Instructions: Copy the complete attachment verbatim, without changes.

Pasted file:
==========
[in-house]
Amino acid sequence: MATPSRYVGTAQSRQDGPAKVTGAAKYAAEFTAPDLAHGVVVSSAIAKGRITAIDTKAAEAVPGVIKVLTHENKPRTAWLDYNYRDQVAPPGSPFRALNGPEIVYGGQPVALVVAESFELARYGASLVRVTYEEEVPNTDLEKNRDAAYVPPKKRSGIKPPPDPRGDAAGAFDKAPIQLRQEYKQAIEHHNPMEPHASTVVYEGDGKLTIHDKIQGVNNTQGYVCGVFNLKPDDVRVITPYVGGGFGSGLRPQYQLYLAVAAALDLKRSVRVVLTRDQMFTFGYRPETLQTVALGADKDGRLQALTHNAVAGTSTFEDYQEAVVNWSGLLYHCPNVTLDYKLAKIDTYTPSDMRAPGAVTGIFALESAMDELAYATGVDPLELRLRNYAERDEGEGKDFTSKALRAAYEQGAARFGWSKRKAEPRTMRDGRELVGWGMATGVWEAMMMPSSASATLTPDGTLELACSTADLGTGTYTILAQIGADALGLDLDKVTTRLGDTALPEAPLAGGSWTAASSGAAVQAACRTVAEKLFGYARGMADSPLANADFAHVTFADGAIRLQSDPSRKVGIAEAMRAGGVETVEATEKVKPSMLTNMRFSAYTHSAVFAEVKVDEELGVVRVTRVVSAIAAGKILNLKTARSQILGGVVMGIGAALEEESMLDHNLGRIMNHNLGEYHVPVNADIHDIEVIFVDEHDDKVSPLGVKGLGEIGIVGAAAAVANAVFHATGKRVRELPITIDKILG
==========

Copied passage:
[in-house]
Amino acid sequence: MATPSRYVGTAQSRQDGPAKVTGAAKYAAEFTAPDLAHGVVVSSAIAKGRITAIDTKAAEAVPGVIKVLTHENKPRTAWLDYNYRDQVAPPGSPFRALNGPEIVYGGQPVALVVAESFELARYGASLVRVTYEEEVPNTDLEKNRDAAYVPPKKRSGIKPPPDPRGDAAGAFDKAPIQLRQEYKQAIEHHNPMEPHASTVVYEGDGKLTIHDKIQGVNNTQGYVCGVFNLKPDDVRVITPYVGGGFGSGLRPQYQLYLAVAAALDLKRSVRVVLTRDQMFTFGYRPETLQTVALGADKDGRLQALTHNAVAGTSTFEDYQEAVVNWSGLLYHCPNVTLDYKLAKIDTYTPSDMRAPGAVTGIFALESAMDELAYATGVDPLELRLRNYAERDEGEGKDFTSKALRAAYEQGAARFGWSKRKAEPRTMRDGRELVGWGMATGVWEAMMMPSSASATLTPDGTLELACSTADLGTGTYTILAQIGADALGLDLDKVTTRLGDTALPEAPLAGGSWTAASSGAAVQAACRTVAEKLFGYARGMADSPLANADFAHVTFADGAIRLQSDPSRKVGIAEAMRAGGVETVEATEKVKPSMLTNMRFSAYTHSAVFAEVKVDEELGVVRVTRVVSAIAAGKILNLKTARSQILGGVVMGIGAALEEESMLDHNLGRIMNHNLGEYHVPVNADIHDIEVIFVDEHDDKVSPLGVKGLGEIGIVGAAAAVANAVFHATGKRVRELPITIDKILG